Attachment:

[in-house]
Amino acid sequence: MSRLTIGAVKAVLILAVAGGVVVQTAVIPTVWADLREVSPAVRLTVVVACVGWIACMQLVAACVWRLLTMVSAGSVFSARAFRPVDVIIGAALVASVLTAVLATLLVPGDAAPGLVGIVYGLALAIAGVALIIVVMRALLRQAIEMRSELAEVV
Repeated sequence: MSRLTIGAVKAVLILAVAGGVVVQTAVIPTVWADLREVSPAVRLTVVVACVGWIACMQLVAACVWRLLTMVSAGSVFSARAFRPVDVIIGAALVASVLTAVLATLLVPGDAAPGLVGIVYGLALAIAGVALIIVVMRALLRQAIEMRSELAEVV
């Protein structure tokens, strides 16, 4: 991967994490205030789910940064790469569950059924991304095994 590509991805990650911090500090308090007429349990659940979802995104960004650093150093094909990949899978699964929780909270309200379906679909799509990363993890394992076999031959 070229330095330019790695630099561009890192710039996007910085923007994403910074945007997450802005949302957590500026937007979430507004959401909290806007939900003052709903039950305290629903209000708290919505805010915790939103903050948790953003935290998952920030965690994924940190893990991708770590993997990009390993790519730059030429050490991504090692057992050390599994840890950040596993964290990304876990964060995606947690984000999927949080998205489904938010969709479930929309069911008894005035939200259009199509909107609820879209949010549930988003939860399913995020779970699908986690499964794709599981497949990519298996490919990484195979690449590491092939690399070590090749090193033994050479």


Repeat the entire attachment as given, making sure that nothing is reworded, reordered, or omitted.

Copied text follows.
[in-house]
Amino acid sequence: MSRLTIGAVKAVLILAVAGGVVVQTAVIPTVWADLREVSPAVRLTVVVACVGWIACMQLVAACVWRLLTMVSAGSVFSARAFRPVDVIIGAALVASVLTAVLATLLVPGDAAPGLVGIVYGLALAIAGVALIIVVMRALLRQAIEMRSELAEVV
Repeated sequence: MSRLTIGAVKAVLILAVAGGVVVQTAVIPTVWADLREVSPAVRLTVVVACVGWIACMQLVAACVWRLLTMVSAGSVFSARAFRPVDVIIGAALVASVLTAVLATLLVPGDAAPGLVGIVYGLALAIAGVALIIVVMRALLRQAIEMRSELAEVV
């Protein structure tokens, strides 16, 4: 991967994490205030789910940064790469569950059924991304095994 590509991805990650911090500090308090007429349990659940979802995104960004650093150093094909990949899978699964929780909270309200379906679909799509990363993890394992076999031959 070229330095330019790695630099561009890192710039996007910085923007994403910074945007997450802005949302957590500026937007979430507004959401909290806007939900003052709903039950305290629903209000708290919505805010915790939103903050948790953003935290998952920030965690994924940190893990991708770590993997990009390993790519730059030429050490991504090692057992050390599994840890950040596993964290990304876990964060995606947690984000999927949080998205489904938010969709479930929309069911008894005035939200259009199509909107609820879209949010549930988003939860399913995020779970699908986690499964794709599981497949990519298996490919990484195979690449590491092939690399070590090749090193033994050479």